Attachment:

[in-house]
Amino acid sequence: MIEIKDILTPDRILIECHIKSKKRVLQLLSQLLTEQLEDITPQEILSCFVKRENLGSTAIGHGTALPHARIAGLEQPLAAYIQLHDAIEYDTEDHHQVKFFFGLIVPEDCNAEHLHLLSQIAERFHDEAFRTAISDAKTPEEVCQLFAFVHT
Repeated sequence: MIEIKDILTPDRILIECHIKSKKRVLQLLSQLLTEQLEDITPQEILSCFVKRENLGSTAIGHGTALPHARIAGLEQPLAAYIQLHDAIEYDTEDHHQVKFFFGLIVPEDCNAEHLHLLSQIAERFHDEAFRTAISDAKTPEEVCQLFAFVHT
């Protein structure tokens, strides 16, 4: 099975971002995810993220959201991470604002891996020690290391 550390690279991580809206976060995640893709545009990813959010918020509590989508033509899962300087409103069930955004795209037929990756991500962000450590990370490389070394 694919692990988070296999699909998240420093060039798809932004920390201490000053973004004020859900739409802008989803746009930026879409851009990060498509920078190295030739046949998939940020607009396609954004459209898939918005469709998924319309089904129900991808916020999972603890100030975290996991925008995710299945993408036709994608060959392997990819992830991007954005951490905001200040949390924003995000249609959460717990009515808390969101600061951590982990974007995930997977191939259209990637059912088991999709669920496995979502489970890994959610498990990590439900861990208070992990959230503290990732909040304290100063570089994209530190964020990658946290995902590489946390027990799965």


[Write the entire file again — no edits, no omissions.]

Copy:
[in-house]
Amino acid sequence: MIEIKDILTPDRILIECHIKSKKRVLQLLSQLLTEQLEDITPQEILSCFVKRENLGSTAIGHGTALPHARIAGLEQPLAAYIQLHDAIEYDTEDHHQVKFFFGLIVPEDCNAEHLHLLSQIAERFHDEAFRTAISDAKTPEEVCQLFAFVHT
Repeated sequence: MIEIKDILTPDRILIECHIKSKKRVLQLLSQLLTEQLEDITPQEILSCFVKRENLGSTAIGHGTALPHARIAGLEQPLAAYIQLHDAIEYDTEDHHQVKFFFGLIVPEDCNAEHLHLLSQIAERFHDEAFRTAISDAKTPEEVCQLFAFVHT
């Protein structure tokens, strides 16, 4: 099975971002995810993220959201991470604002891996020690290391 550390690279991580809206976060995640893709545009990813959010918020509590989508033509899962300087409103069930955004795209037929990756991500962000450590990370490389070394 694919692990988070296999699909998240420093060039798809932004920390201490000053973004004020859900739409802008989803746009930026879409851009990060498509920078190295030739046949998939940020607009396609954004459209898939918005469709998924319309089904129900991808916020999972603890100030975290996991925008995710299945993408036709994608060959392997990819992830991007954005951490905001200040949390924003995000249609959460717990009515808390969101600061951590982990974007995930997977191939259209990637059912088991999709669920496995979502489970890994959610498990990590439900861990208070992990959230503290990732909040304290100063570089994209530190964020990658946290995902590489946390027990799965």